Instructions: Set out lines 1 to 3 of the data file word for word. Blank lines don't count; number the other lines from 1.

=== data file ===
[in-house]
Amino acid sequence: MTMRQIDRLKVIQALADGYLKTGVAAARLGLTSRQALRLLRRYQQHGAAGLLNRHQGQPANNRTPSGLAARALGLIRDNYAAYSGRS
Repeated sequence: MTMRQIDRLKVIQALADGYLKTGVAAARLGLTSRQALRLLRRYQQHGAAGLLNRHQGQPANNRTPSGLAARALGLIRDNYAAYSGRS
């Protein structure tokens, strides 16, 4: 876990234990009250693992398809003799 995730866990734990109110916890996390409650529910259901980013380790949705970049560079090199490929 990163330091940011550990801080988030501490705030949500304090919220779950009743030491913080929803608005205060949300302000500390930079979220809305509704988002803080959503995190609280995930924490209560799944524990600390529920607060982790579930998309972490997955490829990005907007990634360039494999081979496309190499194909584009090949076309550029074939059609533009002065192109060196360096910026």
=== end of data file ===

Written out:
[in-house]
Amino acid sequence: MTMRQIDRLKVIQALADGYLKTGVAAARLGLTSRQALRLLRRYQQHGAAGLLNRHQGQPANNRTPSGLAARALGLIRDNYAAYSGRS
Repeated sequence: MTMRQIDRLKVIQALADGYLKTGVAAARLGLTSRQALRLLRRYQQHGAAGLLNRHQGQPANNRTPSGLAARALGLIRDNYAAYSGRS